With the “Fusion” era beginning early 2011, accompanied by the release of Intel’s Sandy Bridge and AMD’s Fusion C-series and E-series, NVIDIA’s response has been anticipated. Both Intel and AMD are moving towards heterogeneous chips, combining CPU and GPU on the same die. Judging by NVIDIA’s partnership with ARM for Tegra, and CEO Jen-Hsun Huang’s quote “ARM is our CPU strategy”, an ARM based CPU with an NVIDIA GPU has been rumoured for a while. The same has now been confirmed, codenamed “Project Denver”.

With the “Fusion” era beginning early 2011, accompanied by the release
of Intel’s Sandy Bridge and AMD’s Fusion C-series and E-series, NVIDIA’s
response has been anticipated. Both Intel and AMD are moving towards
heterogeneous chips, combining CPU and GPU on the same die. Judging by
NVIDIA’s partnership with ARM for Tegra, and CEO Jen-Hsun Huang’s quote
“ARM is our CPU strategy”, an ARM based CPU with an NVIDIA GPU has been
rumoured for a while. The same has now been confirmed, codenamed
“Project Denver”.

In essence, Project Denver is Tegra super-sized. While Tegra was designed for smartphones with a tiny power-draw, Project Denver is designed for desktops, workstations, servers and even supercomputers. Project Denver includes a custom-designed ARM CPU, which is likely to be much higher performance with higher power draw than ARM’s familiar CPUs, fully integrated with an NVIDIA GPU on the same die. Essentially, NVIDIA’s Fusion.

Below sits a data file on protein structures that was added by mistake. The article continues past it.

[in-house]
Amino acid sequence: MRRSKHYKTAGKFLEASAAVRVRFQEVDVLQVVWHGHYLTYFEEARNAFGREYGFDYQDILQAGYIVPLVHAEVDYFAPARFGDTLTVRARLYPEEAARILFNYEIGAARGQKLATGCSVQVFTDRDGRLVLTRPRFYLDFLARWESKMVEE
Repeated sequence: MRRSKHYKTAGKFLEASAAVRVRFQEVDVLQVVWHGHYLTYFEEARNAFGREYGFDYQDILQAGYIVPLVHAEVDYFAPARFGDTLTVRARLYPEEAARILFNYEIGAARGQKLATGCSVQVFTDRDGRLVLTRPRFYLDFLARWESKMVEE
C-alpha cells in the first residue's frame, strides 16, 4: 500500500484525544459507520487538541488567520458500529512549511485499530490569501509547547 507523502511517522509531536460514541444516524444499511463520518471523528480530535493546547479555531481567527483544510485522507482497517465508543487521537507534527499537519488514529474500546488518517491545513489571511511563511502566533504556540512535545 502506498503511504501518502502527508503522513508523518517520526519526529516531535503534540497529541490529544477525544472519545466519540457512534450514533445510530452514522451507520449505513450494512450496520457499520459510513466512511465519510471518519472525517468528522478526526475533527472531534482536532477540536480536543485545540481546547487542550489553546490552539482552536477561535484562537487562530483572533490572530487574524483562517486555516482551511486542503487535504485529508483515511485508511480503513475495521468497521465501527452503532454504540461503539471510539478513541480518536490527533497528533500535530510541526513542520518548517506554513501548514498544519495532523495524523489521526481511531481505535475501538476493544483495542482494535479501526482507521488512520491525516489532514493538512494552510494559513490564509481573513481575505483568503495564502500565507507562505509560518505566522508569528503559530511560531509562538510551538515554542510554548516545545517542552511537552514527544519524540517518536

However, it is not a direct competitor to Intel and AMD, using the ARM ISA over x86, which is the current standard in the PC world. NVIDIA believes ARM is the architecture of the future. On release, OS choices will range from Google’s Android, Symbian, iOS to the upcoming Windows ARM OS for low-power devices. How the PC landscape and software will support the ARM ISA for high performance and gaming applications remains to be seen.

NVIDIA has chosen the right time to announce Project Denver – right in the mix of Intel and AMD’s Fusion releases. No details or specifications are mentioned, however.

Source: NVIDIA Press Release